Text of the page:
The Post offers a Sunday obit feature called A Local Life, which structurally can be more relaxed than the standard "news obit" that immediately tells the who, when, where, how and why of a story.
As expected, an e-mail arrived from a reader critical about the Kinlaw story.
In this eulogy for a criminal "convicted on several charges over the years" the Washington Post reports that this "ex-offender ["ex"?] turned mediator" "tried to help end the killings on DC streets" but that this "admirable chapter" of his "troubled life" ended "after an apparent heart attack" (no doubt some overdose). This "34-year old ex-offender" "had a lot of respect" among his fellow crooks because of his "jail record" and because he was "intimately familiar with their codes and grievances." I knew crooks had plenty of "grievances" but never knew they had "codes." Honor among thieves according to the Washington Post, which also reports that this "ex-offender," who "tried" to do so many good deeds ("tried to end the killings," "tried to look out for his family," was "trying to raise his teenage son"), "worked part-time" "when not in jail" but that "paychecks from his employers either bounced or did not come at all," implying that "his employers" really were responsible for his many misdeeds (which he accomplished). Another criminal victim story from the Washington Post. They even suggest that "Noochie" did "the ministry of the church." How does "Saint Noochie" sound to you?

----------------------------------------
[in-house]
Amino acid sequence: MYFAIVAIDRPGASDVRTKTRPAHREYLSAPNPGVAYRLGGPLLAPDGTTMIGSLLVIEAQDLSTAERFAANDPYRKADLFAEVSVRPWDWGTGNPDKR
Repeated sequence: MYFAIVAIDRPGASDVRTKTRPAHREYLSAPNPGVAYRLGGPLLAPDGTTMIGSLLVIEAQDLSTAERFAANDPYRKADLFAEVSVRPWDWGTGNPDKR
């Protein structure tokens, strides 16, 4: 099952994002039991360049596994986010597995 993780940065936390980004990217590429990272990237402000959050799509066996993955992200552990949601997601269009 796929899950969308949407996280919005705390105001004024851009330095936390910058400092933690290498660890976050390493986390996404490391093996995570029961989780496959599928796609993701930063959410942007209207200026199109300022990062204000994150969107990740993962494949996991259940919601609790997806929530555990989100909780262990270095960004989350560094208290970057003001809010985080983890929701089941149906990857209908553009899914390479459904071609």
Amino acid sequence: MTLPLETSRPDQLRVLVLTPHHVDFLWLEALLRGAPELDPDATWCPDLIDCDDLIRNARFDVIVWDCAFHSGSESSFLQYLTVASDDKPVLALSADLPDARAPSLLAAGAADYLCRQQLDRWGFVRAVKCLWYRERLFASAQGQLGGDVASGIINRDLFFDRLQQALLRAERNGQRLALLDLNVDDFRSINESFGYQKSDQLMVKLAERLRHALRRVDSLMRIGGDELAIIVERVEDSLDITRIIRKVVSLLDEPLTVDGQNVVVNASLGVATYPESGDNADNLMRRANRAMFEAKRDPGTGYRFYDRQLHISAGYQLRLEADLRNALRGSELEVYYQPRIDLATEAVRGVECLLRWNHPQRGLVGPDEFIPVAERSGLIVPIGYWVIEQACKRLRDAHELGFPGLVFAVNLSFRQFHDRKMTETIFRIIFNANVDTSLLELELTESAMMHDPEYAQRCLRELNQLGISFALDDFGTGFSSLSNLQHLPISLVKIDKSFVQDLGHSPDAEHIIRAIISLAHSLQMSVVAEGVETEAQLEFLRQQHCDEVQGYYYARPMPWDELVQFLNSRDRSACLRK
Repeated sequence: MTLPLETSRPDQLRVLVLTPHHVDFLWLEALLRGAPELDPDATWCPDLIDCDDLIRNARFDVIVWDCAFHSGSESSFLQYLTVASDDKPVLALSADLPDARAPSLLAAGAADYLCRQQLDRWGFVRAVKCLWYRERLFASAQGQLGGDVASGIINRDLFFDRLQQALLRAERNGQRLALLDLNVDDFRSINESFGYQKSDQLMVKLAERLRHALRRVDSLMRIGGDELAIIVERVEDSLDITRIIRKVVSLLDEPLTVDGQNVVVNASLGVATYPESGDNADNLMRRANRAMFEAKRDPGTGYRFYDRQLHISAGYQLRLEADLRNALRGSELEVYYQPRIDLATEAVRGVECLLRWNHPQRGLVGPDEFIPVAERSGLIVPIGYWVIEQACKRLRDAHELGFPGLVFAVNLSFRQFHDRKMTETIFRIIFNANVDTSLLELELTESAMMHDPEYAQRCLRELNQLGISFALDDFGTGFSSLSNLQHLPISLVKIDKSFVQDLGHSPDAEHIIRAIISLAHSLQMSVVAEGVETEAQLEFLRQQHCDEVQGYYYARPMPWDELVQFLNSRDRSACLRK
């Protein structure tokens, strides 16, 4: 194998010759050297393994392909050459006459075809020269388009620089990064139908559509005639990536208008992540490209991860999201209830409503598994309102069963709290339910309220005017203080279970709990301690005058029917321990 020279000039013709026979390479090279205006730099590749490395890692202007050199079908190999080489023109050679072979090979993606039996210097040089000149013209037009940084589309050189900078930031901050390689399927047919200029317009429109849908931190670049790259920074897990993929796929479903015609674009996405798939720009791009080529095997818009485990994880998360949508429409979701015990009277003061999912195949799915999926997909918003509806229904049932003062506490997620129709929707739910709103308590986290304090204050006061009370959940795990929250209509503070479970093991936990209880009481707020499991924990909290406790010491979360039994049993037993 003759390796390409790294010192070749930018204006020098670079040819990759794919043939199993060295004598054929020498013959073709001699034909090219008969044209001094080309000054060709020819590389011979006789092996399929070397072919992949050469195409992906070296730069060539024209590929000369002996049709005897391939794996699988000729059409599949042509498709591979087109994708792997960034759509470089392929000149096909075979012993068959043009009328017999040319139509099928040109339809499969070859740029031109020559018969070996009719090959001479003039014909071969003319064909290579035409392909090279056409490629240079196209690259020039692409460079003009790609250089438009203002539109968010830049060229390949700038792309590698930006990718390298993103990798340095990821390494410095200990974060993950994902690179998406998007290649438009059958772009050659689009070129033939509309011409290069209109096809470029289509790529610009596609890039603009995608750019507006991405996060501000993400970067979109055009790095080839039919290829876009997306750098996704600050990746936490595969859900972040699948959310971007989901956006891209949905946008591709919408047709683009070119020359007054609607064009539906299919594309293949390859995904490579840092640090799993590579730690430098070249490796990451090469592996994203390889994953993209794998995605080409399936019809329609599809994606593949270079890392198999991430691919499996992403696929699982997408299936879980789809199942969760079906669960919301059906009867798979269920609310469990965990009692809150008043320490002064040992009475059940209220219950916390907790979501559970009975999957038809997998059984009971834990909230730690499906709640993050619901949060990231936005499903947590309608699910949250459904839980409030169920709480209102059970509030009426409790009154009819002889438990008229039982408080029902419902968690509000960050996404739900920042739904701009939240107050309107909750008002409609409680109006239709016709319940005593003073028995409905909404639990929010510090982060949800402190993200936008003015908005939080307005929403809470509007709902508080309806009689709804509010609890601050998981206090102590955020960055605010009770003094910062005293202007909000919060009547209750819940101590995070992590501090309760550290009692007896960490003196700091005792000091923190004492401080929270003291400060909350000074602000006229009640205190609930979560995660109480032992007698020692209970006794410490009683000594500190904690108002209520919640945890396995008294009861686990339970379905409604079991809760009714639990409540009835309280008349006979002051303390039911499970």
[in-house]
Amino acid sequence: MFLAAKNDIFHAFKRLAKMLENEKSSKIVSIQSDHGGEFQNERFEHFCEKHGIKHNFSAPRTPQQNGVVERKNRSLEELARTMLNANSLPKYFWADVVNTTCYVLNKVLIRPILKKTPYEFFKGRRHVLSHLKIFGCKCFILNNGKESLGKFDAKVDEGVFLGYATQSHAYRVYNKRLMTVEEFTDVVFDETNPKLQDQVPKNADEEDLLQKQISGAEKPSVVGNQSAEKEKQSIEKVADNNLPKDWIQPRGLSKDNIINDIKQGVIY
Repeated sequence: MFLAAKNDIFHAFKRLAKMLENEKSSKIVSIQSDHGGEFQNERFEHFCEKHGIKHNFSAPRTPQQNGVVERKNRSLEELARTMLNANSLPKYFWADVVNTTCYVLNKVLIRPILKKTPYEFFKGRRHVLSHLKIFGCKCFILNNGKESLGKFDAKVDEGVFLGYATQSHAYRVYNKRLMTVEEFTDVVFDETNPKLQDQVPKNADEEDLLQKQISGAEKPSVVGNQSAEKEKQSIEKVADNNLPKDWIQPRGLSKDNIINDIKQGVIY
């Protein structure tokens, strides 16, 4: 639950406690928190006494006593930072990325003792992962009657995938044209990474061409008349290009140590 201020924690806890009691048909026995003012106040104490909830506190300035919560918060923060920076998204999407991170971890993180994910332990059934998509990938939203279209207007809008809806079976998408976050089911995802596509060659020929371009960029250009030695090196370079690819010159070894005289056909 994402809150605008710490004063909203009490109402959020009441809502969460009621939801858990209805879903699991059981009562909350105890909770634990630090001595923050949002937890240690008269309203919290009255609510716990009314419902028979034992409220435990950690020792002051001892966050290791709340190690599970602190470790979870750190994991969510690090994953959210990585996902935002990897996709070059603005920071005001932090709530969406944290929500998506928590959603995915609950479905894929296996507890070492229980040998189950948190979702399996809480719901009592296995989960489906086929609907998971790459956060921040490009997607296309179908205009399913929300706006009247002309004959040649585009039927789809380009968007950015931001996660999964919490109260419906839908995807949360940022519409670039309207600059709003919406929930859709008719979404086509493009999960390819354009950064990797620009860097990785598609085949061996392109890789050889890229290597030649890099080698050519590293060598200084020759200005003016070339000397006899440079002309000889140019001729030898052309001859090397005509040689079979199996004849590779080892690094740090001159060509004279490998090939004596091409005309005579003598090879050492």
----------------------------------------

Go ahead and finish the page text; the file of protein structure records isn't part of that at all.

At the core of the writer's argument is that somehow The Post has "eulogized" Kinlaw, sanctified him. The obituary provided a brief account of Kinlaw's life outside of crime. But we have neither withheld the "bad" stuff, nor condemned him for not trying to change his life sooner. The local police commander said Kinlaw played a role -- not the defining role -- in getting a truce between two gangs -- not all the gangs.
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